Tuesday, March 20, 2007

Tony's Summary of Caspersen Article

"Good Fences Make Good Neighbors? A Comparison of Conflict-Regulation Strategies in Postwar Bosnia" by Nina Caspersen
This article is a study of the two models of conflict resolution strategies as applied to institutional solutions to moderating ethnic tensions in post-war Bosnia. These models are two different ways of ameliorating ethnic conflicts but deal with the issue of identity and ethnicity in two very different ways. The Dayton Agreements contained elements of both of these theories and the author, Caspersen, looks closely at how effective both were, if at all.
The first is the theory of consociational democracy by Lijphart and it relies on the cooperation of ethnic elites in institutions. These institutions are designed in a way that explicitly acknowledges ethnic differences. There are four models of institutions that work best for this consociational set up according to Lijphart. These are a power sharing government, minority veto power, proportional electoral system, and ethnic autonomy. Lijphart's model relies on a “self-negating prophecy” which is that ethnic leadership has to realize the dangers posed by ethnic differences and choose to cooperate instead of destroy each other. Lijphart's model regards identity as a permanent feature, whereas the following model by Horowitz does not.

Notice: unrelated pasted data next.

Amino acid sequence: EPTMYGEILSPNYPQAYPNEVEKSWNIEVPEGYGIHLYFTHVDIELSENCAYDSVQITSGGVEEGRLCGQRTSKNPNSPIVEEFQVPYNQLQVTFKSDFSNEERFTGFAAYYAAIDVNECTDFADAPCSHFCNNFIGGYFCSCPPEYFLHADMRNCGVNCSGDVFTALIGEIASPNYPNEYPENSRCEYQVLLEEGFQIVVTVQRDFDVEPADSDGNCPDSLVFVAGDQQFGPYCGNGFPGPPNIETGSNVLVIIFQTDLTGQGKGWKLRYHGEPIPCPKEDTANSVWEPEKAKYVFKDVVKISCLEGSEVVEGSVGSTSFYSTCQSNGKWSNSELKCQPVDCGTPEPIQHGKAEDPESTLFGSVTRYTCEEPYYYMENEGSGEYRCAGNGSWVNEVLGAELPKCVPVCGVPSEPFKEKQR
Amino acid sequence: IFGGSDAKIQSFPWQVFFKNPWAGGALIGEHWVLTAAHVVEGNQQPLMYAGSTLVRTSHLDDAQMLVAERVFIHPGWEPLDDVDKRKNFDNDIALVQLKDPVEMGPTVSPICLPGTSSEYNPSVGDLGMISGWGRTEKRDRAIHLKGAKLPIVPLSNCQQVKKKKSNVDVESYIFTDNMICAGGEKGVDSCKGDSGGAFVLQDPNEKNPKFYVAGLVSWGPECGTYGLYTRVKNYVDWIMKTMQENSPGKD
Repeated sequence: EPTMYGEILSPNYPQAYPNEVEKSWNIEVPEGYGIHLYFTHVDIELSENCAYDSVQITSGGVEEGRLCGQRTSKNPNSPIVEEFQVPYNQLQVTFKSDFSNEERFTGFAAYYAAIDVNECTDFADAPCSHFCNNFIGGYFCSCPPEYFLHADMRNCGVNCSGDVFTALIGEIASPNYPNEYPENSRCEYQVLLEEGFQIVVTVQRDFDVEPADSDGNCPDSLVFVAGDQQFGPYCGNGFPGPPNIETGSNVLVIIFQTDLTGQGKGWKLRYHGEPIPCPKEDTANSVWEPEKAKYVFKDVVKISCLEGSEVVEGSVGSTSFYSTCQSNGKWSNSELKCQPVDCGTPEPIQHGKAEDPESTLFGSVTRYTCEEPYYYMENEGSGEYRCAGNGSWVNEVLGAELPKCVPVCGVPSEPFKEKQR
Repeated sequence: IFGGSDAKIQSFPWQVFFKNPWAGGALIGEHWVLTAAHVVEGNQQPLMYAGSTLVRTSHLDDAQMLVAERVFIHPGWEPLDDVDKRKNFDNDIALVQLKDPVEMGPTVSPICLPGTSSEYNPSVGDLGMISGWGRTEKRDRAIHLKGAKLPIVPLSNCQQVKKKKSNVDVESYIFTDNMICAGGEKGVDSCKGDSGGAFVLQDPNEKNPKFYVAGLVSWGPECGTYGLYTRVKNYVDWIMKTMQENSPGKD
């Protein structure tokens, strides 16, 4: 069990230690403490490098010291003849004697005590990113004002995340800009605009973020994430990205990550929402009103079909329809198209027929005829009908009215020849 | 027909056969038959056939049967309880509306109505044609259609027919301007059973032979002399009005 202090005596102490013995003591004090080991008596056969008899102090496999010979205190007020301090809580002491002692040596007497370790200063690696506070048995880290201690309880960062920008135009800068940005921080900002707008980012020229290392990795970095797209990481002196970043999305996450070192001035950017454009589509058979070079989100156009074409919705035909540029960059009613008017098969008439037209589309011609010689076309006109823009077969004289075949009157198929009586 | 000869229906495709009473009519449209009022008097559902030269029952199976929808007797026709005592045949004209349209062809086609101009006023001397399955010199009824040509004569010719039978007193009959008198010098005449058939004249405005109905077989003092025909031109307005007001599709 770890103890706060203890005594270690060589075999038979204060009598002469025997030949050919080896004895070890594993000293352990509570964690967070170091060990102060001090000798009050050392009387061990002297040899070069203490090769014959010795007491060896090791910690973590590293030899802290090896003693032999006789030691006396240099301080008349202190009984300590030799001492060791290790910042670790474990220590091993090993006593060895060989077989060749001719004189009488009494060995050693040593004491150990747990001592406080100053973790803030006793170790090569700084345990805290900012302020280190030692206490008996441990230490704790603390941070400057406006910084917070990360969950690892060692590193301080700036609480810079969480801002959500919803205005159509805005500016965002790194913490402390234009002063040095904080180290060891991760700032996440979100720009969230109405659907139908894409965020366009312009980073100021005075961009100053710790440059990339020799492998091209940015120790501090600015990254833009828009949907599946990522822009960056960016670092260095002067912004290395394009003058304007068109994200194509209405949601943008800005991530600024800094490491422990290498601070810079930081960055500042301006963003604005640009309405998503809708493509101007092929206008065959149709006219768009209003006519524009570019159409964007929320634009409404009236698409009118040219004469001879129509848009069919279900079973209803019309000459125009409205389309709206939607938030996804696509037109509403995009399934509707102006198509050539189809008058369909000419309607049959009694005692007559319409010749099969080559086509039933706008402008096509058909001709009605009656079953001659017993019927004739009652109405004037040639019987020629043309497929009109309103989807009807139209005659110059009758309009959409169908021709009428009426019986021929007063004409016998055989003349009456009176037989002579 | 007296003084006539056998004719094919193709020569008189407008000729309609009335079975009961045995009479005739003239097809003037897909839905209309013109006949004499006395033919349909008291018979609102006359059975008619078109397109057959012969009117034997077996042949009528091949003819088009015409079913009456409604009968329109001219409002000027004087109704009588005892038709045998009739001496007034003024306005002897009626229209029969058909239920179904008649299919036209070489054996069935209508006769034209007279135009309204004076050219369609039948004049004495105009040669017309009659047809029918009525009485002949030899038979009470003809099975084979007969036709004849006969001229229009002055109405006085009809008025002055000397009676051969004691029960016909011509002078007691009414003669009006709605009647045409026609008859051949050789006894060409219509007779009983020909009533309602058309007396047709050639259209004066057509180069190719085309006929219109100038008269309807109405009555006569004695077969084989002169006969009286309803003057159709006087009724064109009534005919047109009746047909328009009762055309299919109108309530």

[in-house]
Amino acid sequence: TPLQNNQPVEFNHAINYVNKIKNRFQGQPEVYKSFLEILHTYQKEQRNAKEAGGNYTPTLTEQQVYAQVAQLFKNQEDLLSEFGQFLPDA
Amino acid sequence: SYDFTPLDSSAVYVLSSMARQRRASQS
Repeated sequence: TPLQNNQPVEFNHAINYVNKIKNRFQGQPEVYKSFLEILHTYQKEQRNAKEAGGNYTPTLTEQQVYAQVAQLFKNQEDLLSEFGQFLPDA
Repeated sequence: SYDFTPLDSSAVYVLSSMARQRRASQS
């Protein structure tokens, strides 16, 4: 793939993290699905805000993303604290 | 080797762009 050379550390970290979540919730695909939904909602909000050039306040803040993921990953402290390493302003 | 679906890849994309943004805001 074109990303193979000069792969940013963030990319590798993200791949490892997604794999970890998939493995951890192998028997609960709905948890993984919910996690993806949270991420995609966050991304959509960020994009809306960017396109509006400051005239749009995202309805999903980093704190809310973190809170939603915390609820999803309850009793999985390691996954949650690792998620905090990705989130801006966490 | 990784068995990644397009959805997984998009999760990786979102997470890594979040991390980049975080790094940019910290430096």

The opposing theory of cooperation between electorally motivated politicians by Horowitz posits that consociational democracy does not specify how the institutional arrangements motivate elite cooperation. According to this theory, identities and ethnicities are not permanent. In order to achieve institutional moderation and multi-ethnicity, Horowitz says that an electoral system in which candidates would be elected by getting votes from outside their ethnic group is the best. This would help candidates moderate themselves because it's a form of coalition building, like that seen in minority governments in parliaments the world over. Caspersen thinks that this theory leaves out group protection because there is no need for any sort of specific accommodation. Accommodation is unnecessary because to recognize anyone as deserving of any is counter-intuitive to this theory. Horowitz more desires to put aside the ethnic divide and create greater cooperation through inter-ethnic integrations.